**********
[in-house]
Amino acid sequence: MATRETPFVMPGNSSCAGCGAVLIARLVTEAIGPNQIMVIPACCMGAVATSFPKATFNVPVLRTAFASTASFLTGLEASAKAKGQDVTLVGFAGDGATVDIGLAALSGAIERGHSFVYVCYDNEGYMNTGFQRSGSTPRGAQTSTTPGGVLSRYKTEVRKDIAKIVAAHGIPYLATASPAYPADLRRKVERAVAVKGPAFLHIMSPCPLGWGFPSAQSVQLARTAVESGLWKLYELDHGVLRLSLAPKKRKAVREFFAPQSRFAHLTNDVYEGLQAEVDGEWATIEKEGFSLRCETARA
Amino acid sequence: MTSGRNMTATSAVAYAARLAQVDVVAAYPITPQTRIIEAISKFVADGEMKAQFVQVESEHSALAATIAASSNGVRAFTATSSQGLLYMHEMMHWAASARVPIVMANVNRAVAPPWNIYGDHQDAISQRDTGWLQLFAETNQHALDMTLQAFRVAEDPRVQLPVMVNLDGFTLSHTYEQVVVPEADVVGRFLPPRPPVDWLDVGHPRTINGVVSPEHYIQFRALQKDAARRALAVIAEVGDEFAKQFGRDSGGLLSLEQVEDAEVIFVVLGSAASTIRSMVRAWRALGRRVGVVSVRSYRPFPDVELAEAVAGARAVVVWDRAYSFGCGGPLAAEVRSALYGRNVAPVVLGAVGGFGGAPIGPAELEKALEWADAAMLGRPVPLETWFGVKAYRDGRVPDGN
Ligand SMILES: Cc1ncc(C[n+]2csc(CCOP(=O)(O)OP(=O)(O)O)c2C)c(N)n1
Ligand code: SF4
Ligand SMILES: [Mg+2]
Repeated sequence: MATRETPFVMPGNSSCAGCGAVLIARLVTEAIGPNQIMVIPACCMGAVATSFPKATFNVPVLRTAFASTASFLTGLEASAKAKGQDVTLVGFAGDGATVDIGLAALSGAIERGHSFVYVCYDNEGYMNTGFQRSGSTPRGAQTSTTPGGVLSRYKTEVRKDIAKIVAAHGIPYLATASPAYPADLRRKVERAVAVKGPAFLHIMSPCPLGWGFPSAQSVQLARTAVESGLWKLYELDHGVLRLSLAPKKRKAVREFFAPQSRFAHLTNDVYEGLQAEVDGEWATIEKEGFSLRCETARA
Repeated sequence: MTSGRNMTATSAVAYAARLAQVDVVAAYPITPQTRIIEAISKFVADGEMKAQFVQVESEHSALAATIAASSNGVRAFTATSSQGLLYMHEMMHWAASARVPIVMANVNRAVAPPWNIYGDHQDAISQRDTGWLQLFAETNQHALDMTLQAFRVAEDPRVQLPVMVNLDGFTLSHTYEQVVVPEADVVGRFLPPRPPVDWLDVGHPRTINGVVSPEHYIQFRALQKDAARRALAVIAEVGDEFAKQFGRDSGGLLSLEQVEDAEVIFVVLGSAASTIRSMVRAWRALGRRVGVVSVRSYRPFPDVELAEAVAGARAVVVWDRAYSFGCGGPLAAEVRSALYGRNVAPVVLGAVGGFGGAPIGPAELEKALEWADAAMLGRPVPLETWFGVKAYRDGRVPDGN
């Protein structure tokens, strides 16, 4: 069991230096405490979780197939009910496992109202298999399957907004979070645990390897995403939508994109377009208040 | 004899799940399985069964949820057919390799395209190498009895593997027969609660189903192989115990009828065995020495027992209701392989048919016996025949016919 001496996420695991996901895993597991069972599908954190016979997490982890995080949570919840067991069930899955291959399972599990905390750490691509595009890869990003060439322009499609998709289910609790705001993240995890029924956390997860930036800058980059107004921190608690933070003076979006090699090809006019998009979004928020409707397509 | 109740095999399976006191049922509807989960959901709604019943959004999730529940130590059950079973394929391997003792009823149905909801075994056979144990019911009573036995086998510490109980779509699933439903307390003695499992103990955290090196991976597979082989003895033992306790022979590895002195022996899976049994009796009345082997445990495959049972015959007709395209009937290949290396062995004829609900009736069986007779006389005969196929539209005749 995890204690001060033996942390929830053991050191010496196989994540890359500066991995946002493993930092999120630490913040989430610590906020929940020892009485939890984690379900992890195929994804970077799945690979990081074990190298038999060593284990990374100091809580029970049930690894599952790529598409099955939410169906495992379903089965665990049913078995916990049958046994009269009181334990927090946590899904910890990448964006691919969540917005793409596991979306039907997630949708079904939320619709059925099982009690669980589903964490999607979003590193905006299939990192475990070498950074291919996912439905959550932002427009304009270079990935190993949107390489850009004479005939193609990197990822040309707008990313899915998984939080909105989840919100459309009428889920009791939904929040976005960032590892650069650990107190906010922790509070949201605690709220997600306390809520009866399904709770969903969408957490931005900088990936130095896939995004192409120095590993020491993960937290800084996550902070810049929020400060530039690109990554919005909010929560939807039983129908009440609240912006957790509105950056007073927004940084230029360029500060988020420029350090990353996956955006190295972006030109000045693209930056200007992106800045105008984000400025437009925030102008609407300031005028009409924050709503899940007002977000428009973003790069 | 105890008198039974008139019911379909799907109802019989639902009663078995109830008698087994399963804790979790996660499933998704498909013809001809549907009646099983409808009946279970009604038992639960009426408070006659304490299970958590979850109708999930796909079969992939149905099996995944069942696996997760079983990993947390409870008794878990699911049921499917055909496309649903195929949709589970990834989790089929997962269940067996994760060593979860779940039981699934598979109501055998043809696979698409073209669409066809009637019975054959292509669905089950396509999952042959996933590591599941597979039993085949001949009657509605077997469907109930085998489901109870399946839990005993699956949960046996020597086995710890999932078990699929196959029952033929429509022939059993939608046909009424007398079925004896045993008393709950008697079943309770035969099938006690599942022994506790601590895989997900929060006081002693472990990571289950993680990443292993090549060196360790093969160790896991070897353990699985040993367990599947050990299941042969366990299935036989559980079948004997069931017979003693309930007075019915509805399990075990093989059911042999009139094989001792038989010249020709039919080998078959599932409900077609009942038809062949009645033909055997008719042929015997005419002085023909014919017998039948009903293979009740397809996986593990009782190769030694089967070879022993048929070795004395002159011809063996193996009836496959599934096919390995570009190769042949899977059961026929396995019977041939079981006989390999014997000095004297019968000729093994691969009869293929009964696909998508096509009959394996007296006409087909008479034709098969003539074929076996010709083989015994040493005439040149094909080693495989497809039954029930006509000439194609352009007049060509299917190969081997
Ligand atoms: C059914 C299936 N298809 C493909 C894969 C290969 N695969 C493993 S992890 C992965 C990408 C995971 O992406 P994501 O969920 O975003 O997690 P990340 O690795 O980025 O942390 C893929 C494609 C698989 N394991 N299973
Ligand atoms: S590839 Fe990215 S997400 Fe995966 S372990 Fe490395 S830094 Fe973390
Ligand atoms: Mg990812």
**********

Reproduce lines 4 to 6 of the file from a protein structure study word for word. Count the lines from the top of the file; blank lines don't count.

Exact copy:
Ligand SMILES: Cc1ncc(C[n+]2csc(CCOP(=O)(O)OP(=O)(O)O)c2C)c(N)n1
Ligand code: SF4
Ligand SMILES: [Mg+2]